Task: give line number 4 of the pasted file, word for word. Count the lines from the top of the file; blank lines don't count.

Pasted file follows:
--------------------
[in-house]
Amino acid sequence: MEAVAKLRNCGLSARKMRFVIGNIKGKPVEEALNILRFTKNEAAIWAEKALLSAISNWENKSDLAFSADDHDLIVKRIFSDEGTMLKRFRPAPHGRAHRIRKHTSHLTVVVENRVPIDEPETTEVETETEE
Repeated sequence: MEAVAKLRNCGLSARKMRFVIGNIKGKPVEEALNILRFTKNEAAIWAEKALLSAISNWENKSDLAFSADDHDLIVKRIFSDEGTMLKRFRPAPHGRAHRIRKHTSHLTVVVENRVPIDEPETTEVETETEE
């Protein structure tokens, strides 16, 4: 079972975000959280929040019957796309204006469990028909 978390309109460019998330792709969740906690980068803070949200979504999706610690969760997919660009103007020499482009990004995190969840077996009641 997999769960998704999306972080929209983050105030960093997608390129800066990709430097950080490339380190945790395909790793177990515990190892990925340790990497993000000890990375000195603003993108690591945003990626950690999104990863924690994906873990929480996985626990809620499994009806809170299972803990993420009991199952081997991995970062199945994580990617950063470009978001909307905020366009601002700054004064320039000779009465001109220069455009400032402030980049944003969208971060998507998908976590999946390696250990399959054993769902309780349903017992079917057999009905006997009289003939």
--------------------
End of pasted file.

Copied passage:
């Protein structure tokens, strides 16, 4: 079972975000959280929040019957796309204006469990028909 978390309109460019998330792709969740906690980068803070949200979504999706610690969760997919660009103007020499482009990004995190969840077996009641 997999769960998704999306972080929209983050105030960093997608390129800066990709430097950080490339380190945790395909790793177990515990190892990925340790990497993000000890990375000195603003993108690591945003990626950690999104990863924690994906873990929480996985626990809620499994009806809170299972803990993420009991199952081997991995970062199945994580990617950063470009978001909307905020366009601002700054004064320039000779009465001109220069455009400032402030980049944003969208971060998507998908976590999946390696250990399959054993769902309780349903017992079917057999009905006997009289003939």